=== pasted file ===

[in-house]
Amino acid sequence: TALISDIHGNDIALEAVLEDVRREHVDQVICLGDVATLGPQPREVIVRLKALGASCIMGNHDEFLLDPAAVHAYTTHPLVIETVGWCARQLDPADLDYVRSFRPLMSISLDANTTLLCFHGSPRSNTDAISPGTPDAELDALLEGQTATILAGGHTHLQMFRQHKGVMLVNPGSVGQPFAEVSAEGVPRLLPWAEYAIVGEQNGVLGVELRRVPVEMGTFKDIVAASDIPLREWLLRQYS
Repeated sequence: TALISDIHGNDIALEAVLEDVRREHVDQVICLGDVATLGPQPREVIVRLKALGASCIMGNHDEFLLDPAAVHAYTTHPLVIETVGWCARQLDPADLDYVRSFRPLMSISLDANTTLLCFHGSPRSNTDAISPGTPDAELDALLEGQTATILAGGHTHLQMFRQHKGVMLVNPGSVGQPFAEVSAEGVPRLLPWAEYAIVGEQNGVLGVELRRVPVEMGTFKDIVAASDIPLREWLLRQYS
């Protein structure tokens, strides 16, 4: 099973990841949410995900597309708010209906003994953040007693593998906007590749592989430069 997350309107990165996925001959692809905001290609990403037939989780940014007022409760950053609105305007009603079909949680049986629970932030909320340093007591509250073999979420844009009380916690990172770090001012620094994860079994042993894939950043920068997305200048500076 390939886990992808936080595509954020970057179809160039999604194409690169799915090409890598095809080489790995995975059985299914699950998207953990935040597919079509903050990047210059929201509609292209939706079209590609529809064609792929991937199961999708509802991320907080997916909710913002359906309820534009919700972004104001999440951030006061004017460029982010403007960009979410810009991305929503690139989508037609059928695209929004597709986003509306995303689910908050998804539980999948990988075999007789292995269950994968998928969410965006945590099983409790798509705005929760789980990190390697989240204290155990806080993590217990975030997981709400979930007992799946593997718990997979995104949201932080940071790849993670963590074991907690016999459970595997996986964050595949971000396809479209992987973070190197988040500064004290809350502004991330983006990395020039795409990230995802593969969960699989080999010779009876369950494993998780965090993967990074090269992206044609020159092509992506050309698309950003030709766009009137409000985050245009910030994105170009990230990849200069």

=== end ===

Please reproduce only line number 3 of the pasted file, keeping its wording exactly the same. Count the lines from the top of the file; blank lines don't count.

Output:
Repeated sequence: TALISDIHGNDIALEAVLEDVRREHVDQVICLGDVATLGPQPREVIVRLKALGASCIMGNHDEFLLDPAAVHAYTTHPLVIETVGWCARQLDPADLDYVRSFRPLMSISLDANTTLLCFHGSPRSNTDAISPGTPDAELDALLEGQTATILAGGHTHLQMFRQHKGVMLVNPGSVGQPFAEVSAEGVPRLLPWAEYAIVGEQNGVLGVELRRVPVEMGTFKDIVAASDIPLREWLLRQYS